The Defining Reason Leaders Fail

I want you to think about the last time you worked with someone who didn’t do their job well.

Were they always late?

Did they not not complete their work?

Were they sloppy?

If you were their boss (and maybe you were) would you fire them?

Whose fault is it?

Most people would say: “Look, if they can’t do the job I hired them for, that’s on them.”


Confused? Let me explain.

The difference between mediocre leaders and great leaders is one simple factor: ownership.

Who owns the project? Who owns the problem? Who owns the department?

The leader does–and by leader, I don’t always mean the person in charge.

It’s up to you to take ownership of what’s at hand.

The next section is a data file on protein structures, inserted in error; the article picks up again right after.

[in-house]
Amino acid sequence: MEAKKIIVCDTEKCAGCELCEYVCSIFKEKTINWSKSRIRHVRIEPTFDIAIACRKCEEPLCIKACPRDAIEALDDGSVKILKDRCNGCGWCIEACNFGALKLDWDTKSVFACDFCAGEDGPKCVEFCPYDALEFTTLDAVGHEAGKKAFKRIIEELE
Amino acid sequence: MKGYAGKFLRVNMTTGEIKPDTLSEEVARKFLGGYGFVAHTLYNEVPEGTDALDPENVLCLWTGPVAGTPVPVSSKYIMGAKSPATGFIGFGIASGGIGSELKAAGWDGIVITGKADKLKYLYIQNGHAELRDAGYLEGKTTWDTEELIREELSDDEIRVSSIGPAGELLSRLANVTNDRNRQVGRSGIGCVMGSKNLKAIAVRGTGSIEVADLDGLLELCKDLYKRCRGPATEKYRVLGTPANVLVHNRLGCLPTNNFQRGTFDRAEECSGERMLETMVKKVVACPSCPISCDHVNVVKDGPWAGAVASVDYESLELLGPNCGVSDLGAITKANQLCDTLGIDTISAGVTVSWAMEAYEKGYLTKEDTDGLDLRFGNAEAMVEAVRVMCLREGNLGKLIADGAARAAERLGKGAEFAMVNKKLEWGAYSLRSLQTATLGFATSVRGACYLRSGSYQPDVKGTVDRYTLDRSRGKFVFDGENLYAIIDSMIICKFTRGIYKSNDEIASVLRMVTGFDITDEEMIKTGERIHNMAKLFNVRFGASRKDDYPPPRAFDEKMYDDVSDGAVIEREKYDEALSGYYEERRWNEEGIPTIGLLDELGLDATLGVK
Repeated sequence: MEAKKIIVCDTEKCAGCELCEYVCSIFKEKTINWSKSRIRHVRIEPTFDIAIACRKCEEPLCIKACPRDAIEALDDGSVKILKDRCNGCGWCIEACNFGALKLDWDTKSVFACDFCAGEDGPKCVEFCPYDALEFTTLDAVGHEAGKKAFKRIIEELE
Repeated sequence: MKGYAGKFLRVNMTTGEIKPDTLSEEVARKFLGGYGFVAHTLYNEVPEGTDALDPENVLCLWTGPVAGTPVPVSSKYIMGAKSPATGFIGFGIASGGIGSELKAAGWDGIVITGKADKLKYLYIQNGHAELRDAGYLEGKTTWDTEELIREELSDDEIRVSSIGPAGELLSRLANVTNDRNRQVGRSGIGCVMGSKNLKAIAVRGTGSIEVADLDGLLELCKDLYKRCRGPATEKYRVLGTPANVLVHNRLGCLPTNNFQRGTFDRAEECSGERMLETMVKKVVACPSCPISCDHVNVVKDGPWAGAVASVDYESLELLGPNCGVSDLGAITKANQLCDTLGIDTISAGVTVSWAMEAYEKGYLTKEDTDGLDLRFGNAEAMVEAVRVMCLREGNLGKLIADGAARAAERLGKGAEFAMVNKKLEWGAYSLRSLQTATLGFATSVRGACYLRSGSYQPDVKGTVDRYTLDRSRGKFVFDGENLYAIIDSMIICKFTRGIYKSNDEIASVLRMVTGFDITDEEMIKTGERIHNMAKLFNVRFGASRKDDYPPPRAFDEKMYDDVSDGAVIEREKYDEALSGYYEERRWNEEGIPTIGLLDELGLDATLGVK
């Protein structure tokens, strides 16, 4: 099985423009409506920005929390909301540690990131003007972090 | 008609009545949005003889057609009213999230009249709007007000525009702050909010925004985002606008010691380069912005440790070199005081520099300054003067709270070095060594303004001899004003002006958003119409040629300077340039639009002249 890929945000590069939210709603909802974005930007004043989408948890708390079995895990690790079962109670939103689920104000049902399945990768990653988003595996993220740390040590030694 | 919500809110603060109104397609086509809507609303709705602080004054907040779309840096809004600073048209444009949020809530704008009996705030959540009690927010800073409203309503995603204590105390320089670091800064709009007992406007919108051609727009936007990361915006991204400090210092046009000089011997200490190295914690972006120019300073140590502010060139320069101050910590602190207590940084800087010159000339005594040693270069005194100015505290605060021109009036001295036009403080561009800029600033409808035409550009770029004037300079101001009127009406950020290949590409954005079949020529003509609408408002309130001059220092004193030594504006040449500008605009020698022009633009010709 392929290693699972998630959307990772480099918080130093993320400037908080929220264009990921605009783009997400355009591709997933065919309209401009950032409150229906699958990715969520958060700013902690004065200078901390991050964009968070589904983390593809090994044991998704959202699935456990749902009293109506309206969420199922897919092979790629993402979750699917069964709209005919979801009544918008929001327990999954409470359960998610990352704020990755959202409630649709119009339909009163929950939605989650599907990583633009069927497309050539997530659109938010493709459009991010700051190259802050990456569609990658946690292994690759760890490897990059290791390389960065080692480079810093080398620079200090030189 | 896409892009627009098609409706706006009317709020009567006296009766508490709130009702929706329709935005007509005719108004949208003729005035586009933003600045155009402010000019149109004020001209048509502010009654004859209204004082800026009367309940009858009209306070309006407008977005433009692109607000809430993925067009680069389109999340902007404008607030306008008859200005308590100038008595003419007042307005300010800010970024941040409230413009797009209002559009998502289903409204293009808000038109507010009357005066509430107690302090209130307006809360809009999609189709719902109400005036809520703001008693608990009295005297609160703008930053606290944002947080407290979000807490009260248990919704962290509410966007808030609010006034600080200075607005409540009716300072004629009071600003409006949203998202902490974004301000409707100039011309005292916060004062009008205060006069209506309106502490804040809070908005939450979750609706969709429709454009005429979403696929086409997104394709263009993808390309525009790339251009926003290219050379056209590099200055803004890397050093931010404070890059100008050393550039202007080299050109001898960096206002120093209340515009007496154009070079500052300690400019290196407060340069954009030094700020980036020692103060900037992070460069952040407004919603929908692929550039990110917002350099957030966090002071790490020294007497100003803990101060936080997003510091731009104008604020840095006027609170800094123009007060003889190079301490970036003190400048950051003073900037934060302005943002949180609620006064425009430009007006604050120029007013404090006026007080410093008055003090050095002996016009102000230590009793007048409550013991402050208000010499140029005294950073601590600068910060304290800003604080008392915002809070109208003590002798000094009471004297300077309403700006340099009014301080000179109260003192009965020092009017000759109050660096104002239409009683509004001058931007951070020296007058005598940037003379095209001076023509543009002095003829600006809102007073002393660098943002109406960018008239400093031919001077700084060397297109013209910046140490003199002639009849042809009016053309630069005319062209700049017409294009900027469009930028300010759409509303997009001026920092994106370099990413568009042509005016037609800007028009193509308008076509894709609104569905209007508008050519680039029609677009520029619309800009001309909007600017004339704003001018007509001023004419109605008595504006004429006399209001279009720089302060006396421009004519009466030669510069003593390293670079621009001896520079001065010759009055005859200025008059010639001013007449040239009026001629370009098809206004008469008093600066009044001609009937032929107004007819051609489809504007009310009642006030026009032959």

Could you have been more kind?

Could you have better set them up for success?

Could you have listened to them instead of telling them what to do (or what not to do)?

No matter if you’re middle management, a barista at Starbucks, or a CEO of a Fortune 5 company . . .

You’re responsible for being your best everyday. You’re responsible for training those around you how to be their best. No one else is going to do this for you.

You’re the owner of your life. You’re the owner of the outcomes within that life. You’re the owner of your destiny.


What’s one thing that happened at work recently that you blamed someone for? Did they deserve it? How might you reframe that situation in your head to take responsibility as a leader?

Would love to hear your stories here.

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